Maria Ressa’s International Legal Team Welcome Dismissal of Cyberlibel Charge
Amal Clooney and Caoilfhionn Gallagher QC, on behalf of the international legal team representing award-winning journalist Maria Ressa, welcome the dismissal of a spurious cyberlibel case that had been filed against her.
The now-dismissed case arose out of a single tweet by Ms Ressa on her Twitter account in February 2019, which attached a screenshot of a newspaper article that had already been published concerning ties between a former Philippines Chief Justice and businessman Wilfredo Keng.
This charge followed Maria’s widely-criticised conviction for ‘cyberlibel’ following a report published by Rappler about the same judge. In that case, she was convicted even though cyberlibel was not a crime at the time of publication, the prosecution being time-barred, and the article relating to alleged corruption by a supreme court justice facing impeachment at the time – a matter of clear public interest. Ms Ressa is appealing that conviction.
Yesterday, Tuesday 1 June 2021, Makati Branch 148 Judge Andres Soriano formally dismissed the case at a short court hearing. The case was dismissed “with prejudice,” meaning that Mr Keng cannot file a new claim relating to this tweet, and the bail bond previously posted by Ms Ressa was released. This followed Mr Keng indicating that he no longer wished to pursue the claim, and the public prosecutor then seeking dismissal of the case.
Yesterday’s dismissal disposes of just one of nine spurious criminal prosecutions and civil cases that have been launched against Ms Ressa and her media organisation Rappler in response to their public interest journalism. As a result of this barrage of cases, Ms Ressa risks facing the rest of her life in prison. The actions of the Philippines Government have been widely condemned internationally, including by the USA, the UK, Canada, the UN, the EU and the Media Freedom Coalition of States. In December 2020, Ms Ressa was specifically identified by the US Congress for protection under legislation directing the imposition of sanctions on foreign government officials involved in the intimidation of independent journalists, and the US Department of State’s most recent Report on the Philippines has expressed concern that Rappler “continued to be a target of substantial pressure.” In a joint motion for a resolution in September 2020, the European Parliament called for all “politically motivated charges” against Ms Ressa and her colleagues to be dropped. The UN has highlighted “the staggering cost of the relentless and systematic assault on the most basic rights of Filipinos at the Government” and the need for “robust intervention by the UN.”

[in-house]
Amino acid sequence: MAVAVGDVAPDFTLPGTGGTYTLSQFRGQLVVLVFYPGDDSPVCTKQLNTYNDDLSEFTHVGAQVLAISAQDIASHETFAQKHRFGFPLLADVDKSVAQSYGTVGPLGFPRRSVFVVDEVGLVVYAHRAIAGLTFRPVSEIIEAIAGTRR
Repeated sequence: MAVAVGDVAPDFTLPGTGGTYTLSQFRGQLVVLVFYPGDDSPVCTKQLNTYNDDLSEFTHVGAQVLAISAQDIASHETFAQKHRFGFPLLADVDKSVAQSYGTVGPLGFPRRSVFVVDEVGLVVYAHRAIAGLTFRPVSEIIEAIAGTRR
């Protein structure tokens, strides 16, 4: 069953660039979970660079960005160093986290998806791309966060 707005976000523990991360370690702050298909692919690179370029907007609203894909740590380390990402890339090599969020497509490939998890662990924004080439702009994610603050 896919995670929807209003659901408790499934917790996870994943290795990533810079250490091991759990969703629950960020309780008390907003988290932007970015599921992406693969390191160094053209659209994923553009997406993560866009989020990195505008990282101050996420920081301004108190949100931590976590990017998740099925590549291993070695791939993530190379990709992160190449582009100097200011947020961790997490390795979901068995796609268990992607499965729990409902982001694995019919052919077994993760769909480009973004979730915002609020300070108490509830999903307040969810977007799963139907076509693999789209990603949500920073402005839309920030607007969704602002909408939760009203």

International Legal Team Response
Ms Amal Clooney said:
“One down, eight to go. Prosecutors in the Philippines were right to drop this absurd case, and Judge Soriano was right to dismiss it with prejudice. But since none of the cases against Maria have any merit, the authorities should also drop the other prosecutions and overturn her criminal conviction for libel. She is a journalist who is being pursued for her journalism and she should be allowed to get back to work without further harassment. If not, we should see concrete action by the United States, the EU and the group of states that form the Media Freedom Coalition.”
Ms Caoilfhionn Gallagher QC said:
“We welcome the dismissal of this cyberlibel prosecution, and thank all those who have supported our brave client, Maria Ressa, in fighting these nonsensical charges. Ms Ressa should never have faced an arrest warrant, the threat of imprisonment and the stress and expense of defending herself over an innocuous tweet and screengrab. This week’s good news marks one small battle victory in a far larger and longer war. Ms Ressa already faces up to six years imprisonment following her conviction on baseless charges last year, and she continues to be threatened by the Philippines authorities with decades more in prison.
The Philippines benefits from a preferential trading agreement with the EU, on the basis that it complies with international human rights standards. This continuing barrage of cases against Ms Ressa, punishing her for her work and attempting to silence investigative journalists in the Philippines, makes a mockery of this. The EU and the international community must now press the authorities to ensure that all charges against Ms Ressa are dropped and all other proceedings against her halted.”
Ms Maria Ressa said:
“Such is the arbitrary nature of the law in the Philippines – as it came, so it goes. I have done my job the best way I know how for 35 years. These ludicrous cases only show how important the mission of journalism is today to hold power to account.
I look forward to seeing the other cases meant to intimidate and harass me and Rappler being dismissed.”
The international legal team now calls for all of the remaining cases against Ms Ressa and Rappler to be dropped forthwith.
Ms Clooney and Ms Gallagher lead the international counsel team acting for Ms Ressa, working with fellow barristers Can Yeginsu and Claire Overman. The team is also working closely with Peter Lichtenbaum, Stephen Rademaker, Rani Gupta and Lisa Peets of Covington & Burling LLP, as well as Ms Ressa’s counsel team in Manila.